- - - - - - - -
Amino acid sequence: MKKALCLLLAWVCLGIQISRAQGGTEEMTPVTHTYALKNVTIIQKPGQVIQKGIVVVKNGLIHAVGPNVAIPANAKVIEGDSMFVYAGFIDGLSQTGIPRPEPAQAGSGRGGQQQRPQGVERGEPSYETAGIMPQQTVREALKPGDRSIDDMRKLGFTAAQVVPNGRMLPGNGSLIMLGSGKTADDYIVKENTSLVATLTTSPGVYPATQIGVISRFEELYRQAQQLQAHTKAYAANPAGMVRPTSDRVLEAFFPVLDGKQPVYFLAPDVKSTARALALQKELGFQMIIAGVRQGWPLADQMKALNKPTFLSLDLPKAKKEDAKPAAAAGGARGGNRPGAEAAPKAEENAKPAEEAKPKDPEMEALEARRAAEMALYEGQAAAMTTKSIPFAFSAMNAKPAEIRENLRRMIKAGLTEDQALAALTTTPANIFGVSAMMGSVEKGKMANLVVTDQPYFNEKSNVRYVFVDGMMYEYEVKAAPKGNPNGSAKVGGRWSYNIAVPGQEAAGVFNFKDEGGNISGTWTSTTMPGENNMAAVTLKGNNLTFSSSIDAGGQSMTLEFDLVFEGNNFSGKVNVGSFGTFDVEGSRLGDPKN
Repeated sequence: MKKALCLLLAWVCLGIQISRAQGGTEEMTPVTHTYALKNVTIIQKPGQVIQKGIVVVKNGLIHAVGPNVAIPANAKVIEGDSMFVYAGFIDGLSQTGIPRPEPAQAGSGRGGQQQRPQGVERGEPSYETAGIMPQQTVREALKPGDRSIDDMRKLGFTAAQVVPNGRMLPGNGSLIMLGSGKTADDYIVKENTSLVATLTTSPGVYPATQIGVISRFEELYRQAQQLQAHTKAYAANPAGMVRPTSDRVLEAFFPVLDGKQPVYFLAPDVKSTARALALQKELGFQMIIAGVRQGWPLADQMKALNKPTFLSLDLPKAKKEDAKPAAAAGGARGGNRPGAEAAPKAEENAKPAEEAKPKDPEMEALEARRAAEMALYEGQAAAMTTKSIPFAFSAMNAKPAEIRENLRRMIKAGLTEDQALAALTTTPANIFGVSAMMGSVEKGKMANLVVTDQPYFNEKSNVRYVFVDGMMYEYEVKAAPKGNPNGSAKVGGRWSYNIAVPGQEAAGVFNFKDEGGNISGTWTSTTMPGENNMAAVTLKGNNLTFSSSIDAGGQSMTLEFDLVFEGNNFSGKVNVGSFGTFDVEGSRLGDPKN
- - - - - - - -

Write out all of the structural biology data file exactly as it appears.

Amino acid sequence: MKKALCLLLAWVCLGIQISRAQGGTEEMTPVTHTYALKNVTIIQKPGQVIQKGIVVVKNGLIHAVGPNVAIPANAKVIEGDSMFVYAGFIDGLSQTGIPRPEPAQAGSGRGGQQQRPQGVERGEPSYETAGIMPQQTVREALKPGDRSIDDMRKLGFTAAQVVPNGRMLPGNGSLIMLGSGKTADDYIVKENTSLVATLTTSPGVYPATQIGVISRFEELYRQAQQLQAHTKAYAANPAGMVRPTSDRVLEAFFPVLDGKQPVYFLAPDVKSTARALALQKELGFQMIIAGVRQGWPLADQMKALNKPTFLSLDLPKAKKEDAKPAAAAGGARGGNRPGAEAAPKAEENAKPAEEAKPKDPEMEALEARRAAEMALYEGQAAAMTTKSIPFAFSAMNAKPAEIRENLRRMIKAGLTEDQALAALTTTPANIFGVSAMMGSVEKGKMANLVVTDQPYFNEKSNVRYVFVDGMMYEYEVKAAPKGNPNGSAKVGGRWSYNIAVPGQEAAGVFNFKDEGGNISGTWTSTTMPGENNMAAVTLKGNNLTFSSSIDAGGQSMTLEFDLVFEGNNFSGKVNVGSFGTFDVEGSRLGDPKN
Repeated sequence: MKKALCLLLAWVCLGIQISRAQGGTEEMTPVTHTYALKNVTIIQKPGQVIQKGIVVVKNGLIHAVGPNVAIPANAKVIEGDSMFVYAGFIDGLSQTGIPRPEPAQAGSGRGGQQQRPQGVERGEPSYETAGIMPQQTVREALKPGDRSIDDMRKLGFTAAQVVPNGRMLPGNGSLIMLGSGKTADDYIVKENTSLVATLTTSPGVYPATQIGVISRFEELYRQAQQLQAHTKAYAANPAGMVRPTSDRVLEAFFPVLDGKQPVYFLAPDVKSTARALALQKELGFQMIIAGVRQGWPLADQMKALNKPTFLSLDLPKAKKEDAKPAAAAGGARGGNRPGAEAAPKAEENAKPAEEAKPKDPEMEALEARRAAEMALYEGQAAAMTTKSIPFAFSAMNAKPAEIRENLRRMIKAGLTEDQALAALTTTPANIFGVSAMMGSVEKGKMANLVVTDQPYFNEKSNVRYVFVDGMMYEYEVKAAPKGNPNGSAKVGGRWSYNIAVPGQEAAGVFNFKDEGGNISGTWTSTTMPGENNMAAVTLKGNNLTFSSSIDAGGQSMTLEFDLVFEGNNFSGKVNVGSFGTFDVEGSRLGDPKN